I have written seven books about the history of places I have travelled to.
I travel because my own father always said he would travel after he’d retired, but he never got the chance because he died from cancer when he was 49. I travel for him when I go to places as well as for myself.
If you are interested in history and / or travel then you should check out these books. Please bear in mind the books are travelogues rather than travel guides and so cover the places I visited and the experiences I had.
This book keeps it simple and covers nine Greek Islands: Rhodes, Symi, Patmos, Samos, Syros, Paros, Tinos, Delos, and Mykonos. They are all different and all lovely.
This is an excerpt on Tinos.
Tinos is recommended for those people who want to visit an island in The Cyclades that has more visitors from the rest of Greece than non-Greek visitors. Tinos is the most important Orthodox centre of worship in Greece but is also an important Catholic centre too, due to the Venetians holding out against the Turks until 1715, a lot longer than the rest of Greece. This mixture of religions is so rare in Greece and gives the island a particular character.
The main reason for the influx of Greek visitors is the church at the top of the hill in Tinos Town. The Panayia Evangelistra was built on the spot where an amazing icon was found in 1822 by a local nun, Ayia Pelayia. The nun is now the ‘patron saint’ of Tinos. The timing couldn’t have been better as the Greek War of Independence had only started the previous year and the ‘chance’ discovery served to reinforce the relationship between the Greek Orthodox Church and the cause of Greek independence from Turkey.
In the church today, visitors can still pay homage to the icon, even though it’s well hidden beneath a layer of jewels and other gifts. Some pilgrims ascend the plush, red-carpeted stairs to the church on their knees, symbolising the veneration the icon can generate in some believers. In the crypt there’s a mausoleum to the sailors who were killed when the Greek cruiser, Elli, was torpedoed by an Italian submarine when she was at anchor of Tinos in 1940. There’s another memorial to this ship on the waterfront about three hundred yards to the east of the ferry terminal. The tragedy was that the Elli was taking part in the celebrations of the Feast of the Assumption when she was torpedoed and no one was on lookout as Greece was still at peace with the Fascist states of Northern Europe.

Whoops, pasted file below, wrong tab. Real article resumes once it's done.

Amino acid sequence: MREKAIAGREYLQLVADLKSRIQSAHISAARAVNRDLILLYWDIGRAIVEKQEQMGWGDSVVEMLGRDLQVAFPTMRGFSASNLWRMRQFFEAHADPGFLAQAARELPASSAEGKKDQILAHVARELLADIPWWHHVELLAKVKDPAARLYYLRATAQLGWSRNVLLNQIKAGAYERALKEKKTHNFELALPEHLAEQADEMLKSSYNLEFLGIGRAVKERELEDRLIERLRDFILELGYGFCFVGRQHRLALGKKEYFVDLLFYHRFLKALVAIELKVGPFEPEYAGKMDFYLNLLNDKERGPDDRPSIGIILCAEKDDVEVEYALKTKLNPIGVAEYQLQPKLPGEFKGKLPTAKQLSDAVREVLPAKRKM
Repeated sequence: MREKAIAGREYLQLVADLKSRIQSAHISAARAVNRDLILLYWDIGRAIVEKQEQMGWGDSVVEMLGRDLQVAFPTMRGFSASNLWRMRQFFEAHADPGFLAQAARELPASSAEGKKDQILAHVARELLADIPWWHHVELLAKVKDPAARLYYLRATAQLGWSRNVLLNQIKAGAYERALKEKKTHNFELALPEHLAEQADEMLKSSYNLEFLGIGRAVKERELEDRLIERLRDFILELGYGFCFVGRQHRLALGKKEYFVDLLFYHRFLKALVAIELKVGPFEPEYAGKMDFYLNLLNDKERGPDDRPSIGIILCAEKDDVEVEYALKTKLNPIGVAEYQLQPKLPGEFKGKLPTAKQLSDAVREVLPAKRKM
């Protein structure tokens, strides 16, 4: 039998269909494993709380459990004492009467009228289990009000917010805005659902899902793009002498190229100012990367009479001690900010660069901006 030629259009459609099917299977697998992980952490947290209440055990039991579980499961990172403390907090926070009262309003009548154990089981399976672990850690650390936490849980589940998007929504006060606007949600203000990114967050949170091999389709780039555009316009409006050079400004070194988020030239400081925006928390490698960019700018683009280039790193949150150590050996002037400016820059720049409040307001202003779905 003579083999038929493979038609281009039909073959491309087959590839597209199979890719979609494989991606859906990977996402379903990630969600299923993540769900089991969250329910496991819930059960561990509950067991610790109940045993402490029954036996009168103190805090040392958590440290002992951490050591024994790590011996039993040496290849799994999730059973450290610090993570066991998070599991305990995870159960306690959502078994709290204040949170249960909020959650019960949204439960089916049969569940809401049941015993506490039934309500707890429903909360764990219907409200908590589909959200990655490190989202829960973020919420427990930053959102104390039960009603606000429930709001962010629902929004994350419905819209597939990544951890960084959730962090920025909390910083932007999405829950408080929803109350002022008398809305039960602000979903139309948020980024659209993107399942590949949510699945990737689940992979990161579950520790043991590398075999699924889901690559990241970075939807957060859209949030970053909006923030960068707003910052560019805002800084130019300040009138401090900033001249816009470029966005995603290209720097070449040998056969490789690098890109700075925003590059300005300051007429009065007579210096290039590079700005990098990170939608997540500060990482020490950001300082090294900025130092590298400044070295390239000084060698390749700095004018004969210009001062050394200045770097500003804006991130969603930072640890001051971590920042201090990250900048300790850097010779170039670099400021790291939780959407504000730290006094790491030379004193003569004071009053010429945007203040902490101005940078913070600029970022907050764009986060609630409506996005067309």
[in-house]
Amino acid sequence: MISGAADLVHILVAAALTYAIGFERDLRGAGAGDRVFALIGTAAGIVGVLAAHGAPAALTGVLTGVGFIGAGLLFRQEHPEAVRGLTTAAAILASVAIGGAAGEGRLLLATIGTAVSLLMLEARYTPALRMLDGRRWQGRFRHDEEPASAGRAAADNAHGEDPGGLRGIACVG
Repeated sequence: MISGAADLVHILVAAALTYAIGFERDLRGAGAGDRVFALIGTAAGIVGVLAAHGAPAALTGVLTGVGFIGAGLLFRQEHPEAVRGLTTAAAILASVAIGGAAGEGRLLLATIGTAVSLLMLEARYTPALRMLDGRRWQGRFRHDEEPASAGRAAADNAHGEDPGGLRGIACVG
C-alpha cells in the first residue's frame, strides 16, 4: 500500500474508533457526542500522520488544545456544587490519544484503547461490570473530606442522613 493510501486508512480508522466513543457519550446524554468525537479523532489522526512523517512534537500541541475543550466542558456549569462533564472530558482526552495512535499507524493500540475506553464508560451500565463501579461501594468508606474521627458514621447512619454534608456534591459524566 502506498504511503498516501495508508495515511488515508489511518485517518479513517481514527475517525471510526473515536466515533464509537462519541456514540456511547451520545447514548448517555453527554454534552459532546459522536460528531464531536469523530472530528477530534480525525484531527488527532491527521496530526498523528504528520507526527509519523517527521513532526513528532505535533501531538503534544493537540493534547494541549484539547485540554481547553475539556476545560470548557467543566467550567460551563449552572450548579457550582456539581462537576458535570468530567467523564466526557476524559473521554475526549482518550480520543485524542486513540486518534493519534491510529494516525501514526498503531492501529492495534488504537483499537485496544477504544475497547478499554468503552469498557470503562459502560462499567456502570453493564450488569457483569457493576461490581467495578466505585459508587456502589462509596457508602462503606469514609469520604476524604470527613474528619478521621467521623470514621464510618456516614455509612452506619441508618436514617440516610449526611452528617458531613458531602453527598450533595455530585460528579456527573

Tinos is renowned throughout Greece for the excellence of their craftsmen in producing marble ornamentation and this is particularly evident in the town of Pyrgos with its School of Fine Arts and Museum of Marble Crafts. Tinos is also famous for its dovecotes – there’s even a dovecote trail to follow if you hire a car. I’d heard a village called Tarambados had a great selection of dovecotes, so I caught the bus to the interior and got off at the village. There was no one around, but I saw at least five dovecotes in the mid-distance and sure enough there were soon some signs, which took me by streams, through fields, and along walls. The fields were full of vegetables and the hedges and low trees were full of the sounds of insects, especially bees who were attracted by the copious wild flowers. The dovecotes were bigger than the houses in the village and were attractively decorated with intricate triangles, circles, and honeycomb patterns.
Bio: I am a writer. I love writing creatively especially about subjects such as British traditions, where my made-up traditions are no less ridiculous than the real thing. A list of my books, both fictional and factual (about travel), can be found here.